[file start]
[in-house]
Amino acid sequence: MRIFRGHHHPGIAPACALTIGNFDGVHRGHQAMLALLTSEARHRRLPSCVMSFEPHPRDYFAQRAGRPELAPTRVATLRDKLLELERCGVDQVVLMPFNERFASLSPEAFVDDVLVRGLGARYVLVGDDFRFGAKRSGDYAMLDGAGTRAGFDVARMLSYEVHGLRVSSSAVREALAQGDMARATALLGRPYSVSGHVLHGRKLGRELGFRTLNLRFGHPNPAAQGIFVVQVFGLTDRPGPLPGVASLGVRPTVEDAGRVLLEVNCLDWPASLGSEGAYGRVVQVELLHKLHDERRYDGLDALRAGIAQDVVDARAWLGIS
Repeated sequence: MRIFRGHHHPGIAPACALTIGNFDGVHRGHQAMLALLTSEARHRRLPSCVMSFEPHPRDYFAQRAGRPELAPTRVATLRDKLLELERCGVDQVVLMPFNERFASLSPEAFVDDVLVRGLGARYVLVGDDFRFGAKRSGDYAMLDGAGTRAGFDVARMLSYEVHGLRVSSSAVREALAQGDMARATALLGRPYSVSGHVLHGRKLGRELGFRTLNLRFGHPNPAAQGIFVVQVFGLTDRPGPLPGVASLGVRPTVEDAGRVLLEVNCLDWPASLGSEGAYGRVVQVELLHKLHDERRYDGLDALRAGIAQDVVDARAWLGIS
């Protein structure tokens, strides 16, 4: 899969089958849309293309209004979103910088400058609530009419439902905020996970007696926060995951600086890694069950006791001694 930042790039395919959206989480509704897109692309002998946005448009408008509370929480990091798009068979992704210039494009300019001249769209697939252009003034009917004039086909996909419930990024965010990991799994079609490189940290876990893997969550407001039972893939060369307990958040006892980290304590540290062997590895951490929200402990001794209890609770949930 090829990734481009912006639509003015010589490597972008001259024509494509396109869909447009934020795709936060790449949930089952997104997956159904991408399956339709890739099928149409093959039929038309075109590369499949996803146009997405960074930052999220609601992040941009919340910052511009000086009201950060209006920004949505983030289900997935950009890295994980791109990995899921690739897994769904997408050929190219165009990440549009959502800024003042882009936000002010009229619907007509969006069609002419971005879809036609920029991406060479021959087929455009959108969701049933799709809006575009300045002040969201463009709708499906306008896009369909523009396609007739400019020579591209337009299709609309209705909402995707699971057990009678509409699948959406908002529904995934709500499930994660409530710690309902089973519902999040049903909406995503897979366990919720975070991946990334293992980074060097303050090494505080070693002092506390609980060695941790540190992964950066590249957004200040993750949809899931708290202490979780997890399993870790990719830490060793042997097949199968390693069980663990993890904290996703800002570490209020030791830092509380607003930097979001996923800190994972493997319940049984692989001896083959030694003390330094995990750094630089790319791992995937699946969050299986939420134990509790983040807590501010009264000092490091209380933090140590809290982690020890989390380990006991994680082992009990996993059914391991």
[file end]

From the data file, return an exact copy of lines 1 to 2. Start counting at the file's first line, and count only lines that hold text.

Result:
[in-house]
Amino acid sequence: MRIFRGHHHPGIAPACALTIGNFDGVHRGHQAMLALLTSEARHRRLPSCVMSFEPHPRDYFAQRAGRPELAPTRVATLRDKLLELERCGVDQVVLMPFNERFASLSPEAFVDDVLVRGLGARYVLVGDDFRFGAKRSGDYAMLDGAGTRAGFDVARMLSYEVHGLRVSSSAVREALAQGDMARATALLGRPYSVSGHVLHGRKLGRELGFRTLNLRFGHPNPAAQGIFVVQVFGLTDRPGPLPGVASLGVRPTVEDAGRVLLEVNCLDWPASLGSEGAYGRVVQVELLHKLHDERRYDGLDALRAGIAQDVVDARAWLGIS